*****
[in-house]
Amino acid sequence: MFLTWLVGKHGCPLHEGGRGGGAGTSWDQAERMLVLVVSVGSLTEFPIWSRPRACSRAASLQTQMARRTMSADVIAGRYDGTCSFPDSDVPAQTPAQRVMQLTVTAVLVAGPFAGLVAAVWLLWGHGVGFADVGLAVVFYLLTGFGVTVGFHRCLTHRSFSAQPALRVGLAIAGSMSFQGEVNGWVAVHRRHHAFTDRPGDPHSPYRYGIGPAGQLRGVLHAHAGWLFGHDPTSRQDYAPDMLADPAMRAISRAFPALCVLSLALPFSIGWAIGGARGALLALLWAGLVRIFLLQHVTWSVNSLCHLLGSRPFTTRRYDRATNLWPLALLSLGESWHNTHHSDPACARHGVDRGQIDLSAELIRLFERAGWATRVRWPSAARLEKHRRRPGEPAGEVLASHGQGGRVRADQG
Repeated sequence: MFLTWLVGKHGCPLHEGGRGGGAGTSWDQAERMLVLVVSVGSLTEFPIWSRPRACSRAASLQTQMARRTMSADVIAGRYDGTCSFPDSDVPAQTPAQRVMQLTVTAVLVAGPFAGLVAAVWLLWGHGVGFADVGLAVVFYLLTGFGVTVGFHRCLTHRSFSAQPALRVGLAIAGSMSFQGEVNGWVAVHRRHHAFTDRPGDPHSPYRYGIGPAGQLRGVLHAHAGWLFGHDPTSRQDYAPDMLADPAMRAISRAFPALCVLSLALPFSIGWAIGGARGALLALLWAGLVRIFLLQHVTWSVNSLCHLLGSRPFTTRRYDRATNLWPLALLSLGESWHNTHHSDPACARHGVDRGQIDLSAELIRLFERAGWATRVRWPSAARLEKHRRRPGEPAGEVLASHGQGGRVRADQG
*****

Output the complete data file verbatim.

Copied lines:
[in-house]
Amino acid sequence: MFLTWLVGKHGCPLHEGGRGGGAGTSWDQAERMLVLVVSVGSLTEFPIWSRPRACSRAASLQTQMARRTMSADVIAGRYDGTCSFPDSDVPAQTPAQRVMQLTVTAVLVAGPFAGLVAAVWLLWGHGVGFADVGLAVVFYLLTGFGVTVGFHRCLTHRSFSAQPALRVGLAIAGSMSFQGEVNGWVAVHRRHHAFTDRPGDPHSPYRYGIGPAGQLRGVLHAHAGWLFGHDPTSRQDYAPDMLADPAMRAISRAFPALCVLSLALPFSIGWAIGGARGALLALLWAGLVRIFLLQHVTWSVNSLCHLLGSRPFTTRRYDRATNLWPLALLSLGESWHNTHHSDPACARHGVDRGQIDLSAELIRLFERAGWATRVRWPSAARLEKHRRRPGEPAGEVLASHGQGGRVRADQG
Repeated sequence: MFLTWLVGKHGCPLHEGGRGGGAGTSWDQAERMLVLVVSVGSLTEFPIWSRPRACSRAASLQTQMARRTMSADVIAGRYDGTCSFPDSDVPAQTPAQRVMQLTVTAVLVAGPFAGLVAAVWLLWGHGVGFADVGLAVVFYLLTGFGVTVGFHRCLTHRSFSAQPALRVGLAIAGSMSFQGEVNGWVAVHRRHHAFTDRPGDPHSPYRYGIGPAGQLRGVLHAHAGWLFGHDPTSRQDYAPDMLADPAMRAISRAFPALCVLSLALPFSIGWAIGGARGALLALLWAGLVRIFLLQHVTWSVNSLCHLLGSRPFTTRRYDRATNLWPLALLSLGESWHNTHHSDPACARHGVDRGQIDLSAELIRLFERAGWATRVRWPSAARLEKHRRRPGEPAGEVLASHGQGGRVRADQG